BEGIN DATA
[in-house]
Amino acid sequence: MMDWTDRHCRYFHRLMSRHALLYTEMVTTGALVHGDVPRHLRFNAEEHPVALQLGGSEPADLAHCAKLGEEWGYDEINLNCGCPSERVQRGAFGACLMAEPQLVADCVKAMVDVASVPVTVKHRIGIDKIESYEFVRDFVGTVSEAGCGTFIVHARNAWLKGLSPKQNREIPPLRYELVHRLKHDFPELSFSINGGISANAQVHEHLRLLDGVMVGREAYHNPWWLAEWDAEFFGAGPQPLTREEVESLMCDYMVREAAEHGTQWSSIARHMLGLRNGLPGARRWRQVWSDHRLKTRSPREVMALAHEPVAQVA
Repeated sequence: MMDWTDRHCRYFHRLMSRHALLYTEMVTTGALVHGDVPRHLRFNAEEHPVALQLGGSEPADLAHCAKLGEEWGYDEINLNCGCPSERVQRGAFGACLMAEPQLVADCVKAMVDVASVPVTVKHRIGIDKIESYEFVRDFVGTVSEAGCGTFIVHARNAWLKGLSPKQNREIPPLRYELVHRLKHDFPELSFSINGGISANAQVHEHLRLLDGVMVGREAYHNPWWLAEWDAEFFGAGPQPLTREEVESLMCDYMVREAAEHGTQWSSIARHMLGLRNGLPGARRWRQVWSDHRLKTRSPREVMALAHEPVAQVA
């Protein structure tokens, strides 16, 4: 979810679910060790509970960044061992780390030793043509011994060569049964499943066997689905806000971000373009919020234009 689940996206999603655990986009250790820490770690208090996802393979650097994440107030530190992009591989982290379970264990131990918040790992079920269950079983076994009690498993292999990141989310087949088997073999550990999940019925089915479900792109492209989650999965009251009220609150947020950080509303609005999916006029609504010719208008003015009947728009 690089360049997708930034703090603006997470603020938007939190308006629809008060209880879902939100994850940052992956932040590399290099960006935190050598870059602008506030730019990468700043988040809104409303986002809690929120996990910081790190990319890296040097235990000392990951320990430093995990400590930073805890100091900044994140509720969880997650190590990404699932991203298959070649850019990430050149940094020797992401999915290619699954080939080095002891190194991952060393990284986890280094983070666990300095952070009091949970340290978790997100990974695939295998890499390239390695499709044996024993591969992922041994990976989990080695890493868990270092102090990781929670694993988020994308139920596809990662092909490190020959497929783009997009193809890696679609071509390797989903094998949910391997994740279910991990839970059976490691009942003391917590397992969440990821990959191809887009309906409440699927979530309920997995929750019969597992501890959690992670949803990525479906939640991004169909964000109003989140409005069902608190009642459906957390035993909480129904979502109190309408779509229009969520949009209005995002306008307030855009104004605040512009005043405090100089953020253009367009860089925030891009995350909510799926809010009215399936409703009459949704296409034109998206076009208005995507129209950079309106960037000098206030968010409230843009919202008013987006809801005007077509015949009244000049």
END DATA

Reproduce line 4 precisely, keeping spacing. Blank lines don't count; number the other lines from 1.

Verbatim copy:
């Protein structure tokens, strides 16, 4: 979810679910060790509970960044061992780390030793043509011994060569049964499943066997689905806000971000373009919020234009 689940996206999603655990986009250790820490770690208090996802393979650097994440107030530190992009591989982290379970264990131990918040790992079920269950079983076994009690498993292999990141989310087949088997073999550990999940019925089915479900792109492209989650999965009251009220609150947020950080509303609005999916006029609504010719208008003015009947728009 690089360049997708930034703090603006997470603020938007939190308006629809008060209880879902939100994850940052992956932040590399290099960006935190050598870059602008506030730019990468700043988040809104409303986002809690929120996990910081790190990319890296040097235990000392990951320990430093995990400590930073805890100091900044994140509720969880997650190590990404699932991203298959070649850019990430050149940094020797992401999915290619699954080939080095002891190194991952060393990284986890280094983070666990300095952070009091949970340290978790997100990974695939295998890499390239390695499709044996024993591969992922041994990976989990080695890493868990270092102090990781929670694993988020994308139920596809990662092909490190020959497929783009997009193809890696679609071509390797989903094998949910391997994740279910991990839970059976490691009942003391917590397992969440990821990959191809887009309906409440699927979530309920997995929750019969597992501890959690992670949803990525479906939640991004169909964000109003989140409005069902608190009642459906957390035993909480129904979502109190309408779509229009969520949009209005995002306008307030855009104004605040512009005043405090100089953020253009367009860089925030891009995350909510799926809010009215399936409703009459949704296409034109998206076009208005995507129209950079309106960037000098206030968010409230843009919202008013987006809801005007077509015949009244000049």